It has been hard to write recently due to the pervasive sadness that has moved back into my world.  I find it difficult to explain what happens, but let me try.  My depression is like a quiet underlying existence in my life.  It becomes a challenge to manage because it is predictably unpredictable.  When I feel good, I know it will be short lived, for I know the cloud of depression will return– but when?– I do not know.  And so, I try, like most people I guess, to enjoy my happier times and embrace the world and get shit done… but then suddenly the cloud returns and envelopes me.  When the sadness is here, my ability to complete tasks, think more coherently and be a better person in the world– that shrinks, and I’m left this shell of my past self, putting on a smile, lifting on foot in front of the other to walk and force myself to go out, go shopping, get out of bed, or– WRITE.


The Diagnostic Statistical Manual of Mental Health Disorders (DSM5) explains depression is a mood disorder whereby the individual experiences “either (1) depressed mood or (2) loss of interest or pleasure.  Additionally, individuals suffer five or more of the following symptoms during the same 2-week period:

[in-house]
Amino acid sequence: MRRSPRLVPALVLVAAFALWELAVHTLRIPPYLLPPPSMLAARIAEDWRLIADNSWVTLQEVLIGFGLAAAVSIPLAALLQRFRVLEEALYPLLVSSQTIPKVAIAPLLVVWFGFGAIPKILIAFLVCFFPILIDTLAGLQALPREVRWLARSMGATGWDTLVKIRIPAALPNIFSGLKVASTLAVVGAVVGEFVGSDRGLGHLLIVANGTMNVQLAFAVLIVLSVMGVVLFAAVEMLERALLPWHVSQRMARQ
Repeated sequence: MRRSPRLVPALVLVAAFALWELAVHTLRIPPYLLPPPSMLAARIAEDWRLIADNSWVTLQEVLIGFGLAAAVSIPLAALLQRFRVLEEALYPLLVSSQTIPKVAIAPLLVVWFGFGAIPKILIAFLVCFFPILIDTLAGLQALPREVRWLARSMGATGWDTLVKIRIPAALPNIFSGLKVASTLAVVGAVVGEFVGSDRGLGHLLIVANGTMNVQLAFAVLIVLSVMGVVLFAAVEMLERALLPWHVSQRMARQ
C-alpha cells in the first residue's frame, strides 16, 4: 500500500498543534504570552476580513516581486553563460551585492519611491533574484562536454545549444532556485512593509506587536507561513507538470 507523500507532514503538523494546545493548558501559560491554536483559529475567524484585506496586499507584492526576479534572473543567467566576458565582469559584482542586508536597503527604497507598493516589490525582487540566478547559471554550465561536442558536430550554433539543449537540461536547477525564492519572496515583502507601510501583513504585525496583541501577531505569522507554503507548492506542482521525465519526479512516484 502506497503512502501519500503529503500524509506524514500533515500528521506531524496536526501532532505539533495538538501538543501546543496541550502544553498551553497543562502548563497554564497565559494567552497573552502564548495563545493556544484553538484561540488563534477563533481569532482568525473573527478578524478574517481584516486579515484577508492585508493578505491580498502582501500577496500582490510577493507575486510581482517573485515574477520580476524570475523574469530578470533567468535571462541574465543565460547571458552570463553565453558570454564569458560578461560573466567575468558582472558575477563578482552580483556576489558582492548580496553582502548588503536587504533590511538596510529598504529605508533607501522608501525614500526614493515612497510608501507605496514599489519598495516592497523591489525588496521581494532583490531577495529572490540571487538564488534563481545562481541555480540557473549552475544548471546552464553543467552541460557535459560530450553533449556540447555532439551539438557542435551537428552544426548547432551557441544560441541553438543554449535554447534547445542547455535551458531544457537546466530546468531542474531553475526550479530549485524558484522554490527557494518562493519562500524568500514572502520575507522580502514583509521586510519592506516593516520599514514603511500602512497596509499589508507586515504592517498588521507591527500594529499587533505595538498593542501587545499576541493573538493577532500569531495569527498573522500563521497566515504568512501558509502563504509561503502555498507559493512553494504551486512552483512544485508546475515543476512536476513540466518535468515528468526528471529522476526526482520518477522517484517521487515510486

1. Depressed mood most of the day, nearly every day.
2. Markedly diminished interest or pleasure in all, or almost all, activities most of the day, nearly every day.
3. Significant weight loss when not dieting or weight gain, or decrease or increase in appetite nearly every day.
4. A slowing down of thought and a reduction of physical movement (observable by others, not merely subjective feelings of restlessness or being slowed down).
5. Fatigue or loss of energy nearly every day.
6. Feelings of worthlessness or excessive or inappropriate guilt nearly every day.
7. Diminished ability to think or concentrate, or indecisiveness, nearly every day.
8. Recurrent thoughts of death, recurrent suicidal ideation without a specific plan, or a suicide attempt or a specific plan for committing suicide.

To receive a diagnosis of depression, these symptoms must cause the individual clinically significant distress or impairment in social, occupational, or other important areas of functioning. The symptoms must also not be a result of substance abuse or another medical condition”.

(Wow, that’s just depressing to read. Thanks DSM!!)

I could write a long lament here about things that suck about depression, but I think it’s kind of self-explanatory, especially after that DSM descriptor! What I will do here is give you some tips and ideas on “Getting Shit Done” when you’re depressed.  May it’ll help you (or me?) today.